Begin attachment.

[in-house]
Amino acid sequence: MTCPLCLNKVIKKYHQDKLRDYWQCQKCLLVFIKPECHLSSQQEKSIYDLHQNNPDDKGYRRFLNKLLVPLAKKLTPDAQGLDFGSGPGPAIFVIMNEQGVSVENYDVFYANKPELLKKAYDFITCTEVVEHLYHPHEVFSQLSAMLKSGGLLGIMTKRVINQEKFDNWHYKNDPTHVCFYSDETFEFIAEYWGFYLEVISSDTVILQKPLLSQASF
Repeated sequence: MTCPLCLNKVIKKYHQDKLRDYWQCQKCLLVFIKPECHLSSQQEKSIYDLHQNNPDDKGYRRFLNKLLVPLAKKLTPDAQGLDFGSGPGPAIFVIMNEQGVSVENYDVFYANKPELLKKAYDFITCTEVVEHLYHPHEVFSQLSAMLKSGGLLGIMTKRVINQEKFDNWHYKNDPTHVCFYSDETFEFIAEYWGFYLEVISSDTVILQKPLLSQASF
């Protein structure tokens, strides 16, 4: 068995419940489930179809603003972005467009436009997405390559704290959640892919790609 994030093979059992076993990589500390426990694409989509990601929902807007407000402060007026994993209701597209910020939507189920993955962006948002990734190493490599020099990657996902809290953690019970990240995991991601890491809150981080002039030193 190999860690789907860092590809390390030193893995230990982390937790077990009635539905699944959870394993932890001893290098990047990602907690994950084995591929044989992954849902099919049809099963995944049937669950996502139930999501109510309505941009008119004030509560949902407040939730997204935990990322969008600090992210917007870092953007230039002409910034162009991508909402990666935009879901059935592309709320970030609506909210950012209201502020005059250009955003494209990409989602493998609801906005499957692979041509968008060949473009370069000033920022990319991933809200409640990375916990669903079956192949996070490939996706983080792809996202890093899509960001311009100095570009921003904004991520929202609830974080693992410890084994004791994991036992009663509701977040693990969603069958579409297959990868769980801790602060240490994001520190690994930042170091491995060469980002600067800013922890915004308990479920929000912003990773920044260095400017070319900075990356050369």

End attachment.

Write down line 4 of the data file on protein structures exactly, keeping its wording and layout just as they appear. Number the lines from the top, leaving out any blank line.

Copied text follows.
């Protein structure tokens, strides 16, 4: 068995419940489930179809603003972005467009436009997405390559704290959640892919790609 994030093979059992076993990589500390426990694409989509990601929902807007407000402060007026994993209701597209910020939507189920993955962006948002990734190493490599020099990657996902809290953690019970990240995991991601890491809150981080002039030193 190999860690789907860092590809390390030193893995230990982390937790077990009635539905699944959870394993932890001893290098990047990602907690994950084995591929044989992954849902099919049809099963995944049937669950996502139930999501109510309505941009008119004030509560949902407040939730997204935990990322969008600090992210917007870092953007230039002409910034162009991508909402990666935009879901059935592309709320970030609506909210950012209201502020005059250009955003494209990409989602493998609801906005499957692979041509968008060949473009370069000033920022990319991933809200409640990375916990669903079956192949996070490939996706983080792809996202890093899509960001311009100095570009921003904004991520929202609830974080693992410890084994004791994991036992009663509701977040693990969603069958579409297959990868769980801790602060240490994001520190690994930042170091491995060469980002600067800013922890915004308990479920929000912003990773920044260095400017070319900075990356050369």